When it comes to toxic people–and toxic marriages–do we have the courage to walk away?
Alice had endured being married to Alex for over 20 years. She had kept trying to make the marriage better–being nice to him; keeping a nice house; studying all about being a good wife. But regardless of what she did, his narcissism increased. He had an affair, but he promised he’d never do it again and they stayed married.
Alex’s selfishness increased, spending money on whatever he wanted, while Alice spent less and less to try to keep their debt under control.
Ten years later, Alice attended a Christmas party at his work, and noticed how he was acting with one of his female co-workers. Alice was wearing clothes that were a decade old, because she hadn’t been able to buy anything new to compensate for Alex’s spending. But here was this woman dressed glamorously, and obviously sharing an intimacy with her husband that couldn’t be explained away.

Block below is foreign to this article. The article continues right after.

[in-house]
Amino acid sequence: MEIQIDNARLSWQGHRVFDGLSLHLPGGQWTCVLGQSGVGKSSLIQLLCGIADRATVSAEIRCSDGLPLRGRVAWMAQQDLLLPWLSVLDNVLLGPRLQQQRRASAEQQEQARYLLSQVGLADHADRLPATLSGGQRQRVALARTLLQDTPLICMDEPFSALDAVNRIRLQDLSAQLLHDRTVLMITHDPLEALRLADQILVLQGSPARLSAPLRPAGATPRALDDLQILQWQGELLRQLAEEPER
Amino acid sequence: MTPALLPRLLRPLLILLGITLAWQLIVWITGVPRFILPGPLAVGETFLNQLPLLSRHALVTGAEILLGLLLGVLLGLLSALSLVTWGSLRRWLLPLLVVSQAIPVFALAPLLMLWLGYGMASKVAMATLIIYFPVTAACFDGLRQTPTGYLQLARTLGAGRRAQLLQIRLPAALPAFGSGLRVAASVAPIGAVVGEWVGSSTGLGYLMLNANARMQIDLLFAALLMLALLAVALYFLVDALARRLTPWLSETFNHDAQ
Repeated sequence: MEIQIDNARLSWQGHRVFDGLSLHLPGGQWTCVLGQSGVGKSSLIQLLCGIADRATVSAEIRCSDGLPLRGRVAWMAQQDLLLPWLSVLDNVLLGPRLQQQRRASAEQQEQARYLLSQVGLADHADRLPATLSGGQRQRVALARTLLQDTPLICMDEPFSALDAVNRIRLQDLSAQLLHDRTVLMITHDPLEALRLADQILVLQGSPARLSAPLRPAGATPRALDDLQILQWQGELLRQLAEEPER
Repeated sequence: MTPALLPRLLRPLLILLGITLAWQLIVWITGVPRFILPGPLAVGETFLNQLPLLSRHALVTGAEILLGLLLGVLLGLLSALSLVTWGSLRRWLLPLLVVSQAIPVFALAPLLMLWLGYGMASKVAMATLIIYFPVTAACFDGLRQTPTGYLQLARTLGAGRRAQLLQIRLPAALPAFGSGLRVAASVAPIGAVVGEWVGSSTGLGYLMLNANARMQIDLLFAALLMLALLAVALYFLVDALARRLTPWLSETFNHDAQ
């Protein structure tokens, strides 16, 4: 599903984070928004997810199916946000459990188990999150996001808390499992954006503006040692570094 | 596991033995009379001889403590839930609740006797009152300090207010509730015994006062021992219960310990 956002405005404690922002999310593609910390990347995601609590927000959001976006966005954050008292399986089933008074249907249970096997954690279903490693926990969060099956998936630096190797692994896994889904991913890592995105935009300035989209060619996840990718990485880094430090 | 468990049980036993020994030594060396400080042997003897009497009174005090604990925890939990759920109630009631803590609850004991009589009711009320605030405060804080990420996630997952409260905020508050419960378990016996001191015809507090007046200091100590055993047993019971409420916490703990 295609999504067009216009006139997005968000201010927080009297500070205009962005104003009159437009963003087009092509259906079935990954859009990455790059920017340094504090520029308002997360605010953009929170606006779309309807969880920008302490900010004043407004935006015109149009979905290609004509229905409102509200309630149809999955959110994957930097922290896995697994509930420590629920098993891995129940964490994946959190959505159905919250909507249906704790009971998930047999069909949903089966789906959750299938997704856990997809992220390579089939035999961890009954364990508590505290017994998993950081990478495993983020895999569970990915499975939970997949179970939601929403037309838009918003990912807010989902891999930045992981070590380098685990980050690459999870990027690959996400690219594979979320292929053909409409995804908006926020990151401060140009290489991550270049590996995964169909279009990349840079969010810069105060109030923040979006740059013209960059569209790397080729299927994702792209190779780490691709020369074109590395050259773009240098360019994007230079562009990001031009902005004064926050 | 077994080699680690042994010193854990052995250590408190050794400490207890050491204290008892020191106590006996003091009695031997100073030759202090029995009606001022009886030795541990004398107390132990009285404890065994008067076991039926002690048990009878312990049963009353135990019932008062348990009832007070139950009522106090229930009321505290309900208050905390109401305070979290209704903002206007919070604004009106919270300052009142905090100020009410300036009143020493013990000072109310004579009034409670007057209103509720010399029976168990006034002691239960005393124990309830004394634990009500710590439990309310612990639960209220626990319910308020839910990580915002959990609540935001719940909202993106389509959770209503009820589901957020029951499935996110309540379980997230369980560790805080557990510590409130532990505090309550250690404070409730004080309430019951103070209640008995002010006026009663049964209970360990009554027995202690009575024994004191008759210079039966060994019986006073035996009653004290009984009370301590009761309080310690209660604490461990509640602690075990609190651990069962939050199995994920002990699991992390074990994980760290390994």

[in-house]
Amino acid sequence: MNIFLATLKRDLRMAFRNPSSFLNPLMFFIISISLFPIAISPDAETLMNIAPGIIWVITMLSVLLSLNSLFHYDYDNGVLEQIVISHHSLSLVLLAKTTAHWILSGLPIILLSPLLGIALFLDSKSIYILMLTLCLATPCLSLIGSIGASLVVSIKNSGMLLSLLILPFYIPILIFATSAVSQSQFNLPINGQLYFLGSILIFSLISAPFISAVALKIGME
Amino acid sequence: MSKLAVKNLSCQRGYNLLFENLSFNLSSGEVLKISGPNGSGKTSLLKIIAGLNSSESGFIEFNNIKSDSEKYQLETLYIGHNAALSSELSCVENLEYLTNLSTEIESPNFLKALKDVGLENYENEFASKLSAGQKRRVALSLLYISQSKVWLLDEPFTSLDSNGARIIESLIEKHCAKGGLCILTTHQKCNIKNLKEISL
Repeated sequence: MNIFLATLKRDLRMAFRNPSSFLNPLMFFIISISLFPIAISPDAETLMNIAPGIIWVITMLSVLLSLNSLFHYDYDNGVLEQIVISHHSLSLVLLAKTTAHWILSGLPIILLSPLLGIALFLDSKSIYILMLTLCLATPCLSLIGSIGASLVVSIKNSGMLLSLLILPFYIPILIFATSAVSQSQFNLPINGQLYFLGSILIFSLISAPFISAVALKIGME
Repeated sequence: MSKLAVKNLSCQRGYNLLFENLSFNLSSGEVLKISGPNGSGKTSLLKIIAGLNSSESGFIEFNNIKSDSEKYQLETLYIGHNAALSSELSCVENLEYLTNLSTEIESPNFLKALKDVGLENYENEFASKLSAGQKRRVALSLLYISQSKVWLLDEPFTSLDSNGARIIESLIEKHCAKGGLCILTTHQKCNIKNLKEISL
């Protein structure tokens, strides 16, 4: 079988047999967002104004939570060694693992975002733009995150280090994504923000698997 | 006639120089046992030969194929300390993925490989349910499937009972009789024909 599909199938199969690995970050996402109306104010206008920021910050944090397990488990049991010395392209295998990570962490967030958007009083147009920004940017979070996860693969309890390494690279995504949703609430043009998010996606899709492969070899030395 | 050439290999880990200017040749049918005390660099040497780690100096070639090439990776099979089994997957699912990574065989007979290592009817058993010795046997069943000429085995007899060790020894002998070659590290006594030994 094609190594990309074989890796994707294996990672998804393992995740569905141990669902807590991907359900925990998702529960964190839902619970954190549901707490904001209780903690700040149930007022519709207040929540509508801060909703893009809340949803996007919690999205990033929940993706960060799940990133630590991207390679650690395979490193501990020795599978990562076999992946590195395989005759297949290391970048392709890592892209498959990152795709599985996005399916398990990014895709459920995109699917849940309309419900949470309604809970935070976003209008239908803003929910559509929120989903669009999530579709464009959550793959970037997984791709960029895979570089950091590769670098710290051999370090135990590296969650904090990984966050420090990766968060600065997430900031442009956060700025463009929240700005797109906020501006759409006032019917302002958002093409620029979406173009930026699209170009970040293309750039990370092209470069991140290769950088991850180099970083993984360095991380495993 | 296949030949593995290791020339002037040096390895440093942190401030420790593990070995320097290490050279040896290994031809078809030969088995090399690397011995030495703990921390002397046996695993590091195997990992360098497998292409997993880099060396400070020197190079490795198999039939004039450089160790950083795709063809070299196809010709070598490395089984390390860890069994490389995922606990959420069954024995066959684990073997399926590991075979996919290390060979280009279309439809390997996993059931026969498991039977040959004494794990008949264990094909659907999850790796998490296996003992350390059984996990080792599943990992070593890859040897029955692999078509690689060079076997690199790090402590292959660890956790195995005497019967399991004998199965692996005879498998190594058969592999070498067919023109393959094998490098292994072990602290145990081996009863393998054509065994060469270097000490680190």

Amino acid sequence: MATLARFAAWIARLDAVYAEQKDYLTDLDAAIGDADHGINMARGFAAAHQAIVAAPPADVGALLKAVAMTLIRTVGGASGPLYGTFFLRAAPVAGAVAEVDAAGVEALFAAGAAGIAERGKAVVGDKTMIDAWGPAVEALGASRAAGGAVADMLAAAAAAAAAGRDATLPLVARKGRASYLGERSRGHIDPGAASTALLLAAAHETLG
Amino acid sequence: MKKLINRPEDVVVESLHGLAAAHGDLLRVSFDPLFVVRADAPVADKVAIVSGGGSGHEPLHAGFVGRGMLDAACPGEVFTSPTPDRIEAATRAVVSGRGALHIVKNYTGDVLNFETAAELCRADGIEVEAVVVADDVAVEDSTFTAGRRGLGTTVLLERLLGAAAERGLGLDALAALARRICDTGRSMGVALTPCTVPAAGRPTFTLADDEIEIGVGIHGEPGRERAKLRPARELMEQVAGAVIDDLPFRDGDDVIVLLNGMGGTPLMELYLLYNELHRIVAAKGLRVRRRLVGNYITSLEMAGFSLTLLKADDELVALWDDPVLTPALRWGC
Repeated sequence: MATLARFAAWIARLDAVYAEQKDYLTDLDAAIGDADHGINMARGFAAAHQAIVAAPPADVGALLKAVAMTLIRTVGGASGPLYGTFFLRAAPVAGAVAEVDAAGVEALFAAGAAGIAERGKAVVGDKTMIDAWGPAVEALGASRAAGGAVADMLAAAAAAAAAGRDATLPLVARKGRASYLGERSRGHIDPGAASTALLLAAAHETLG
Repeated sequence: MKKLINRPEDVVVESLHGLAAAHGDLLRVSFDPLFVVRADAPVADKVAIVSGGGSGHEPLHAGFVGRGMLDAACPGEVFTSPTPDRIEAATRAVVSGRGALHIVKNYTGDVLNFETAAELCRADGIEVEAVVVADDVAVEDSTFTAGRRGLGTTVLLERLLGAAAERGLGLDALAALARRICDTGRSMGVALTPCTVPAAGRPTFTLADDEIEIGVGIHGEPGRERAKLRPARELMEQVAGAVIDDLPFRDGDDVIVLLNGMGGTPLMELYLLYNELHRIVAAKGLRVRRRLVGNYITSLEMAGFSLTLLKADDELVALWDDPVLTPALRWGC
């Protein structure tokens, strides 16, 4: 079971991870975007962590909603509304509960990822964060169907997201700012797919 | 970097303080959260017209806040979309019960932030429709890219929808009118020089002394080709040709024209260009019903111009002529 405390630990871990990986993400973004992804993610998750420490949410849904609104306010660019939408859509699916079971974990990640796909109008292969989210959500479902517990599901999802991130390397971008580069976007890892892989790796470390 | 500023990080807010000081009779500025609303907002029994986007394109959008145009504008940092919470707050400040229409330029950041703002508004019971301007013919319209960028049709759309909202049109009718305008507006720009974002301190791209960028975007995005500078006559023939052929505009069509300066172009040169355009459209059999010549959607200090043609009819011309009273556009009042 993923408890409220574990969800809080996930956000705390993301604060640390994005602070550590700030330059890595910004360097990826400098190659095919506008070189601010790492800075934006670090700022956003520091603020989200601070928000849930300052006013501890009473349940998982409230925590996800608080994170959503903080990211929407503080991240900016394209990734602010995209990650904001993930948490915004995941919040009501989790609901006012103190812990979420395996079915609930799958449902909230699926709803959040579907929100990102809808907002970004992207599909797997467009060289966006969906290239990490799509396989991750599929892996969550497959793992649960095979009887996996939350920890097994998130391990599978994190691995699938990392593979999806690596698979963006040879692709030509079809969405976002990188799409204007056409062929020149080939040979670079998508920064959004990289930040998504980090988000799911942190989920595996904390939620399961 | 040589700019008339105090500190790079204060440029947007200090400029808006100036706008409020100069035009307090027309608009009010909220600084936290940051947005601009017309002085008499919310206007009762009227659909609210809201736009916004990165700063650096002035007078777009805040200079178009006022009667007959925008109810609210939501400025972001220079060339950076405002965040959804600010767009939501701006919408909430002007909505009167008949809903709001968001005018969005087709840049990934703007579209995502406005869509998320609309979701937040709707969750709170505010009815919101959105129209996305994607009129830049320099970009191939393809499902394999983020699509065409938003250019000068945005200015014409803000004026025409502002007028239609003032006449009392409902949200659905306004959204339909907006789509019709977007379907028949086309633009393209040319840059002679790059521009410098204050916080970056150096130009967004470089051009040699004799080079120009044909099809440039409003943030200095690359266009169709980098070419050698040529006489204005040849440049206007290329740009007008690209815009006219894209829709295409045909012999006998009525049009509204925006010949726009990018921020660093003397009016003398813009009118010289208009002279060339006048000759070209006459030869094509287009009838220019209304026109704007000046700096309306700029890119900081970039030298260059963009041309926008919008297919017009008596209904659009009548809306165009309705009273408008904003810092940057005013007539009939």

She confronted him, and made it clear that she would be leaving.
That’s when Alex started damage control. He told everyone at the church about his “crazy” wife with her mental illness and instability, and “asked for prayer”. He would share more and more about how she was becoming increasingly crazy, in the guise of “prayer updates”. When he filed for divorce, the church rallied around Alex. And then, a few months later, he asked for prayers of rejoicing because he had found this wonderful new woman to share his life with–the very woman he’d been having an affair with.
Alex was toxic. He ruined their marriage. And he “murdered” Alice’s soul; Alice’s reputation; Alice’s calling through this selfishness and toxicity.
That’s one of the stories that Gary Thomas shares in his newest book, When to Walk Away.